By Isabella Pilot ’18
On July 29, a large storm dumped over five inches of rain in Sandy Spring and subsequently flooded Sherwood. While the flood damage was cleaned up immediately, mold growth was later noticed in the building throughout the month of August, leaving teachers, parents, and students wondering if it would be safe to return to school on time.
The flood originated in the courtyard due to a dated drainage system. From there, flood water entered various classrooms in the downstairs art hall. “Building services cleaned the flood damage, but what was found afterwards was surface mold,” said Principal Bill Gregory. Specifically, mold was found in three downstairs classrooms and one upstairs. “One of the classrooms above the flooded areas had quite a bit of mold. It was the little theatre [G236], where we have carpeting, and the carpeting was all removed and replaced with tile,” said Gregory.
Later on in August, during preservice week, mold was noticed in 22 additional classrooms. “It didn’t cause a need to close the building, but some rooms were closed off to be cleaned,” said Gregory. This cleaning was performed by Rolyn, a mold remediation contractor hired by MCPS, and from there a third party industrial hygienist, Hillmann Consulting, was brought in to conduct air sampling and visual inspection.
Hillmann’s sample results from August 27 showed that, after remediation, there was no apparent mold growth in the affected areas, and by August 28, teachers were able to once again occupy their classrooms.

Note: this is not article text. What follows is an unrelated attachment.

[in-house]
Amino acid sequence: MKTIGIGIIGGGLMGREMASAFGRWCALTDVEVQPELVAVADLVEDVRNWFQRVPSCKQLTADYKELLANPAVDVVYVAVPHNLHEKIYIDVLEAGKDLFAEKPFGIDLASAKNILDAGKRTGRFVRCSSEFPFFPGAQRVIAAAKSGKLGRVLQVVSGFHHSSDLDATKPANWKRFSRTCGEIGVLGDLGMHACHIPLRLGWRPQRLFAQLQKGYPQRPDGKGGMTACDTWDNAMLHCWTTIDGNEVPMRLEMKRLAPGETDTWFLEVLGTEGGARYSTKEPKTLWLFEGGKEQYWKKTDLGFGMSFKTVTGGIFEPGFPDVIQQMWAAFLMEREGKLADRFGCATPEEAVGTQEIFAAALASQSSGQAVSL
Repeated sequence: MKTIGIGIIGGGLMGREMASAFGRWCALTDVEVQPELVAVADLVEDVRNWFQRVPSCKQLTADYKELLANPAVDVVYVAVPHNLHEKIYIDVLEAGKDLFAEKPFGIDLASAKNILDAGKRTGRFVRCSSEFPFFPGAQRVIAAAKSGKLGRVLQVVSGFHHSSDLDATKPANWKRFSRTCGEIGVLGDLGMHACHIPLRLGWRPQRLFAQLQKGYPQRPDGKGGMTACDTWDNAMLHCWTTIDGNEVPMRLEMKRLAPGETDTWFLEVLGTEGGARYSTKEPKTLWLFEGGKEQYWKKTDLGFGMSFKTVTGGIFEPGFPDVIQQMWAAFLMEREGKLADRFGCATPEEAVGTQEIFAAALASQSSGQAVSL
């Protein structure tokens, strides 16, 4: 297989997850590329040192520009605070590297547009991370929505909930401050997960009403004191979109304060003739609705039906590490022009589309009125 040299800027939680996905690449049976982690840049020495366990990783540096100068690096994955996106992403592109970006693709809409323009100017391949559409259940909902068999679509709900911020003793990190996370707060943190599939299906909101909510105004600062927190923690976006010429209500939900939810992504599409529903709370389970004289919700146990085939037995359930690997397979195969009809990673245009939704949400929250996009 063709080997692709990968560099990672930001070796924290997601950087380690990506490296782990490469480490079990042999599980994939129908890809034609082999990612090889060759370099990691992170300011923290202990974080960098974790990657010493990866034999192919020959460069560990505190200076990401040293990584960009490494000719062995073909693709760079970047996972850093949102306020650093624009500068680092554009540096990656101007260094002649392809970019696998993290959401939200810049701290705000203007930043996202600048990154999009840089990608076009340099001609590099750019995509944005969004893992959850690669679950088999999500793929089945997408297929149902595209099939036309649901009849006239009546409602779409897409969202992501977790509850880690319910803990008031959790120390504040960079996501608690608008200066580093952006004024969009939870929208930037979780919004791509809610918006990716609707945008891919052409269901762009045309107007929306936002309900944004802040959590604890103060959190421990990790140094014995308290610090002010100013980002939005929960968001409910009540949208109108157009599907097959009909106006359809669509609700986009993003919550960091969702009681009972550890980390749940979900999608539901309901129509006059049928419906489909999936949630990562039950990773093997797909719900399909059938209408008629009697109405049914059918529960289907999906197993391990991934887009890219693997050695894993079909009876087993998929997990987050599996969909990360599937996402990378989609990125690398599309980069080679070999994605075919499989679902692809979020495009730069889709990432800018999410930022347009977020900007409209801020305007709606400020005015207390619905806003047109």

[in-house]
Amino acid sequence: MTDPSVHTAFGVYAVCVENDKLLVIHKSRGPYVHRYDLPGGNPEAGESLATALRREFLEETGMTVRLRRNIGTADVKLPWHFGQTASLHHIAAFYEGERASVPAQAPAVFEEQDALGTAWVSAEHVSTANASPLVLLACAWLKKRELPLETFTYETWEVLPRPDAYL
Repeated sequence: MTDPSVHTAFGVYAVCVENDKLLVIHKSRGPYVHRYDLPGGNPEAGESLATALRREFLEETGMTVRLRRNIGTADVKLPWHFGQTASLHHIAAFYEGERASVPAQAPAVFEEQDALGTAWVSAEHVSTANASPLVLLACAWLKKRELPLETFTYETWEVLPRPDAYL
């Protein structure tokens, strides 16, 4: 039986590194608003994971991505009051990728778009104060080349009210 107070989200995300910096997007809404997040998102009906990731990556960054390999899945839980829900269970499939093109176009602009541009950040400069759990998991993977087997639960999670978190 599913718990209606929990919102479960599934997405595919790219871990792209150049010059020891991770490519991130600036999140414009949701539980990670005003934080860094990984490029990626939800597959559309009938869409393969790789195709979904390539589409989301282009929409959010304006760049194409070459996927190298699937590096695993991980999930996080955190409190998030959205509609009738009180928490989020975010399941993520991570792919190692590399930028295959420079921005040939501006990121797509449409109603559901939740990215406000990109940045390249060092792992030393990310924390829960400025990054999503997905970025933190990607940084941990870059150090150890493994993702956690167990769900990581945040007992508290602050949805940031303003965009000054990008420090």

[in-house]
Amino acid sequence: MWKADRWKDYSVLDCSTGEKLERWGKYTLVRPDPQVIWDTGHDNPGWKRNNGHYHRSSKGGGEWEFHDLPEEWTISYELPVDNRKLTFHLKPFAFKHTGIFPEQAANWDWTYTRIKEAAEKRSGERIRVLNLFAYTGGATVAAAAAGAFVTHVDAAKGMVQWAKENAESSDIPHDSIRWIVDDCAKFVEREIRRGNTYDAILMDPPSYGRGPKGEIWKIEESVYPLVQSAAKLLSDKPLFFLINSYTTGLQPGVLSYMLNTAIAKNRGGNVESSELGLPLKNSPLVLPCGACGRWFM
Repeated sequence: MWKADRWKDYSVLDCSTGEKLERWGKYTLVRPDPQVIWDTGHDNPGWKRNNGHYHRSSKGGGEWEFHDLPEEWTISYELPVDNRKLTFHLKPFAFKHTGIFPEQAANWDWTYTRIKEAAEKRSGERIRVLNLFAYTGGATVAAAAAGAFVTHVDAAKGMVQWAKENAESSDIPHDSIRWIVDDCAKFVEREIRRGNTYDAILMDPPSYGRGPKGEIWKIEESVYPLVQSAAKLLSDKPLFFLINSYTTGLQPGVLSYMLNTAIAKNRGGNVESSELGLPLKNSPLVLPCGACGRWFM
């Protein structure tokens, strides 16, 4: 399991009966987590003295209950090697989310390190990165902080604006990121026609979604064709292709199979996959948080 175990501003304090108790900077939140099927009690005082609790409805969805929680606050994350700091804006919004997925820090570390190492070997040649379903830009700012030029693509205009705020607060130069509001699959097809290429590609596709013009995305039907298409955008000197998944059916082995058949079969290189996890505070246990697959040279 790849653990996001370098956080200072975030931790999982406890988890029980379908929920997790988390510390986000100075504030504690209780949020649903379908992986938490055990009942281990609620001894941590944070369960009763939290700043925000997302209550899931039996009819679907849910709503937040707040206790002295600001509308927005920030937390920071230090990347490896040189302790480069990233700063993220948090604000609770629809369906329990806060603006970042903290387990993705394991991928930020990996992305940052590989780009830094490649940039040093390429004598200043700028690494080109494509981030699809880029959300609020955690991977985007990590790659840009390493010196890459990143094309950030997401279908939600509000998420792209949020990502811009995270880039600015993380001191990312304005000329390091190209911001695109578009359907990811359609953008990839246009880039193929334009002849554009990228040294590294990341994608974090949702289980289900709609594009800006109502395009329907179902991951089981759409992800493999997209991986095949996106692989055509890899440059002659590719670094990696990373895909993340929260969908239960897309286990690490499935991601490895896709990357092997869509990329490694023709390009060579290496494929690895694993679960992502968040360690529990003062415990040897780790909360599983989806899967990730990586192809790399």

While various sports teams and staff members were in the building during the month of August Gregory said that aside from the rooms under containment, “the building was absolutely safe.” There were no reports of reactions or irritation due to the growth.
According to Gregory the courtyard has flooded before, but Sherwood has never seen damage quite this bad. From James Song, the Director of Facilities Management, all the way to Superintendent Jack Smith, members of MCPS central office were visiting Sherwood and working around the clock to ensure that no student, staff member, or visitor was harmed by the mold.
“The school system committed to finding the root cause of the issue. Part of it is the drainage, but they’re also looking at heating in the building. It’s an older building and they’re ensuring that everything is up to code and safe for students. That was a promise,” said Gregory.